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I have an exercise in my book, which I'm not sure if I have answered correctly. Here's the exercise:

For the function $K: \mathbb{R}^2\times \mathbb{R}^2\to \mathbb{R}$ such that $$K(x,t)=x^TDt$$, where $$D=\begin{pmatrix} -1 && 2 \\ 2 &&4 \end{pmatrix}$$

Determine whether the function is a valid kernel (i.e., the kernel can be written as an inner product in some feature space) and when the answer is positive derive an associated feature map representation.

In this question, it is said that we have to check that the funciton $k(x,t)$ is symmetric and also whether it is positive definite. So, the function is symmetric. We need to check if it's PSD.

We check it by inspecting for an "inner-product" representation. I would like to find a $\phi(a)$, such that $k(x,t)=\phi(x)^T\phi(t)$. Well, $$\phi(a)=(ia_1,\sqrt{2}a_1,\sqrt{2}a_2,2a_2)^T$$

Hence, $K$ is a valid kernel.

EDIT

There is no such function, because the indices in $K(x,t)=x^TDt=-x_1t_1+2x_2t_1+2x_1t_2+4x_2t_2$ are "mixed", i.e., $x_1$ is multiplied by $t_2$, so there is no such function $\phi(a)$.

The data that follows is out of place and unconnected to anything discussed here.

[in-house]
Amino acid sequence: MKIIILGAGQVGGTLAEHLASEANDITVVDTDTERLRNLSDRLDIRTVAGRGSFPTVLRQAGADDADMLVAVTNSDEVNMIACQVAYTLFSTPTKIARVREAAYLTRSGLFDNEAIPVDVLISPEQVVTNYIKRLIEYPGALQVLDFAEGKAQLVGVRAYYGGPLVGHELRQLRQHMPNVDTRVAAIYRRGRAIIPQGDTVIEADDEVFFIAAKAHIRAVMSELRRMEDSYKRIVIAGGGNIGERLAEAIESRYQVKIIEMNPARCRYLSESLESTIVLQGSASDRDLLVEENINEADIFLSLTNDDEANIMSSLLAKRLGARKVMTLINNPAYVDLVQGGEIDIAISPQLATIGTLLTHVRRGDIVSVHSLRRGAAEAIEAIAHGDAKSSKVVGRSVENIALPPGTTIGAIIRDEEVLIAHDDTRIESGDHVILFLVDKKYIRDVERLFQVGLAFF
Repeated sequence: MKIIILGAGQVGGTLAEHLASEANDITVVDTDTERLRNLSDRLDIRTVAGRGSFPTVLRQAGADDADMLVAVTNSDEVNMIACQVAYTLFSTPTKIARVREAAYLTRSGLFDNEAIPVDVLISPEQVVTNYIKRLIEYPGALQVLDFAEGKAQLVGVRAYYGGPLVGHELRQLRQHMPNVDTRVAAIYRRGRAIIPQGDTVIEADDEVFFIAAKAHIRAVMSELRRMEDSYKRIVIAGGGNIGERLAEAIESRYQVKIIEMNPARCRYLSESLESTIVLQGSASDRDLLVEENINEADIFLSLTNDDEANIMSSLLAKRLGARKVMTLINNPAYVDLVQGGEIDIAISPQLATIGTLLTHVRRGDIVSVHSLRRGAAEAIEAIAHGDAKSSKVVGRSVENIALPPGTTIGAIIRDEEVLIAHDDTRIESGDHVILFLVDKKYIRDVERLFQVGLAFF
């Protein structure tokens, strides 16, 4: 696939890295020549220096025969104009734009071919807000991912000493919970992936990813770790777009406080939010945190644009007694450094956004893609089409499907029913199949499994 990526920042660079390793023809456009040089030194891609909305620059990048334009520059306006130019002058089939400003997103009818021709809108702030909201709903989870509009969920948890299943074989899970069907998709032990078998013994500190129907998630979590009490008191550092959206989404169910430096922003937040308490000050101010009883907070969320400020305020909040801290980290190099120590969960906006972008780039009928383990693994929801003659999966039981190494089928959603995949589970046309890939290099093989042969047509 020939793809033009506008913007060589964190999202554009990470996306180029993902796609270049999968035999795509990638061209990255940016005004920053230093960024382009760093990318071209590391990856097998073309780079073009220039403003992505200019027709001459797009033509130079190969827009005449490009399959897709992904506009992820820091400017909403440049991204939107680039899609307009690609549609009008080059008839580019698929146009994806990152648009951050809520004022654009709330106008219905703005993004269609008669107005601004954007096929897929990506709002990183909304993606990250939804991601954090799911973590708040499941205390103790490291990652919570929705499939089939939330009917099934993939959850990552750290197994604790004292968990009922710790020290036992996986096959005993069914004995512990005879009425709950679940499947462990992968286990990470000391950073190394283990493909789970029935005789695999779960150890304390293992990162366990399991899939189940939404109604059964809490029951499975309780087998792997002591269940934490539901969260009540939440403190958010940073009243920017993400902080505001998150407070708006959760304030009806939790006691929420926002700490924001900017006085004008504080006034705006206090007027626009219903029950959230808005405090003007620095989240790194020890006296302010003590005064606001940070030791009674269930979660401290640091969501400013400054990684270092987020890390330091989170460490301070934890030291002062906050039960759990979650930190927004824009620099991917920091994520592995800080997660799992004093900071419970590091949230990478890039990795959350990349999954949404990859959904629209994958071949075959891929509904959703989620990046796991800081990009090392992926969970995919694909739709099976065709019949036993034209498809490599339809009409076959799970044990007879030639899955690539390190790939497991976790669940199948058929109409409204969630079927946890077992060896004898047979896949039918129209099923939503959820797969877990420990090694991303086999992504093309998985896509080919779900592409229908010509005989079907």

Hence $K$ is not a valid kernel.

Is this correct?

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    $\begingroup$ Hint: What is $K((1,0), (1,0))$? $\endgroup$
    – whuber
    Oct 25, 2021 at 13:56
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    $\begingroup$ @whuber it's $-1$, yes I know that it's less than $0$ hence it doesn't satisfy the conditions of an inner product space, positive definiteness in this case. $\endgroup$
    – Slim Shady
    Oct 25, 2021 at 16:17

1 Answer 1

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Checking $K((1,0), (1,0)) < 0$ rules out that the possibility that it can be a kernel.

Checking whether $x^TDx$ is a valid kernel is equivalent to checking if $D$ is positive semidefinite.

Mixing indices can occur in matrix in the expression of $K(x,t)$, for example if $D=\begin{bmatrix} 4 & 2 \\ 2 & 4\end{bmatrix}$, then $K$ is a valid kernel since it is positive semidefnite.

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  • $\begingroup$ When you say that checking whether $K(x,y)$ is a kernel is a question of whether $D$ is positive SD. But why is that so? I know that if $D$ is psd then $K$ is a kernel, but why would the converse be true? $\endgroup$
    – Slim Shady
    Oct 26, 2021 at 11:06
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    $\begingroup$ Suppose $D$ is not positive semidefinite, then it is possible to find $x$ such that $x^TDx < 0$, which violate Mercer's theorem. $\endgroup$ Oct 26, 2021 at 16:05
  • $\begingroup$ oh yes, that's true. thanks for the answer! $\endgroup$
    – Slim Shady
    Oct 26, 2021 at 16:43

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